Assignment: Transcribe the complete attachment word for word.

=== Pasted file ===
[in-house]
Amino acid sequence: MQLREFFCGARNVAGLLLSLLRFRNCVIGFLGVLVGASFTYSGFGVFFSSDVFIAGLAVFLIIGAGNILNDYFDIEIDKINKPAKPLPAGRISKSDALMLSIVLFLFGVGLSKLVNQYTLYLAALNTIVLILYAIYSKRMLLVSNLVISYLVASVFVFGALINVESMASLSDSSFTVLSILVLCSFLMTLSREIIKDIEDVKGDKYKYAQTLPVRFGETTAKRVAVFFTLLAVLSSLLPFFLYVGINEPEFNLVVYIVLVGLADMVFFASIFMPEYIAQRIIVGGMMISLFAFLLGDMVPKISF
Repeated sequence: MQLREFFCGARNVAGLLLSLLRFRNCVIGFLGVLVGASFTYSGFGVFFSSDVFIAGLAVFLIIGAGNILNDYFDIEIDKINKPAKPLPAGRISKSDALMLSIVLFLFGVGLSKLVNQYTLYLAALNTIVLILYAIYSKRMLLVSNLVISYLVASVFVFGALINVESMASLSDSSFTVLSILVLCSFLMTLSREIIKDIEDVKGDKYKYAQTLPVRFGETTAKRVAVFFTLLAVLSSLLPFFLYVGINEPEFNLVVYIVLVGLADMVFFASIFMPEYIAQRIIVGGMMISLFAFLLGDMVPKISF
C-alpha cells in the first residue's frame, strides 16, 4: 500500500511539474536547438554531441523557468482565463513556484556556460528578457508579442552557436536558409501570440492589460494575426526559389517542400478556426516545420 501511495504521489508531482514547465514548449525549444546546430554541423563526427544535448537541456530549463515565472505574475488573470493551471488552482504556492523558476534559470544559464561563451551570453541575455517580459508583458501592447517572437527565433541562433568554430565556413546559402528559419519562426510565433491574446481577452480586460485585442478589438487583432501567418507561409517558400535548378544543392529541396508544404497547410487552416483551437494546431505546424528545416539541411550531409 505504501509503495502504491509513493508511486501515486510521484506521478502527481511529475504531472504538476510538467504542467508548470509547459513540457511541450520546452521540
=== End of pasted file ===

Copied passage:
[in-house]
Amino acid sequence: MQLREFFCGARNVAGLLLSLLRFRNCVIGFLGVLVGASFTYSGFGVFFSSDVFIAGLAVFLIIGAGNILNDYFDIEIDKINKPAKPLPAGRISKSDALMLSIVLFLFGVGLSKLVNQYTLYLAALNTIVLILYAIYSKRMLLVSNLVISYLVASVFVFGALINVESMASLSDSSFTVLSILVLCSFLMTLSREIIKDIEDVKGDKYKYAQTLPVRFGETTAKRVAVFFTLLAVLSSLLPFFLYVGINEPEFNLVVYIVLVGLADMVFFASIFMPEYIAQRIIVGGMMISLFAFLLGDMVPKISF
Repeated sequence: MQLREFFCGARNVAGLLLSLLRFRNCVIGFLGVLVGASFTYSGFGVFFSSDVFIAGLAVFLIIGAGNILNDYFDIEIDKINKPAKPLPAGRISKSDALMLSIVLFLFGVGLSKLVNQYTLYLAALNTIVLILYAIYSKRMLLVSNLVISYLVASVFVFGALINVESMASLSDSSFTVLSILVLCSFLMTLSREIIKDIEDVKGDKYKYAQTLPVRFGETTAKRVAVFFTLLAVLSSLLPFFLYVGINEPEFNLVVYIVLVGLADMVFFASIFMPEYIAQRIIVGGMMISLFAFLLGDMVPKISF
C-alpha cells in the first residue's frame, strides 16, 4: 500500500511539474536547438554531441523557468482565463513556484556556460528578457508579442552557436536558409501570440492589460494575426526559389517542400478556426516545420 501511495504521489508531482514547465514548449525549444546546430554541423563526427544535448537541456530549463515565472505574475488573470493551471488552482504556492523558476534559470544559464561563451551570453541575455517580459508583458501592447517572437527565433541562433568554430565556413546559402528559419519562426510565433491574446481577452480586460485585442478589438487583432501567418507561409517558400535548378544543392529541396508544404497547410487552416483551437494546431505546424528545416539541411550531409 505504501509503495502504491509513493508511486501515486510521484506521478502527481511529475504531472504538476510538467504542467508548470509547459513540457511541450520546452521540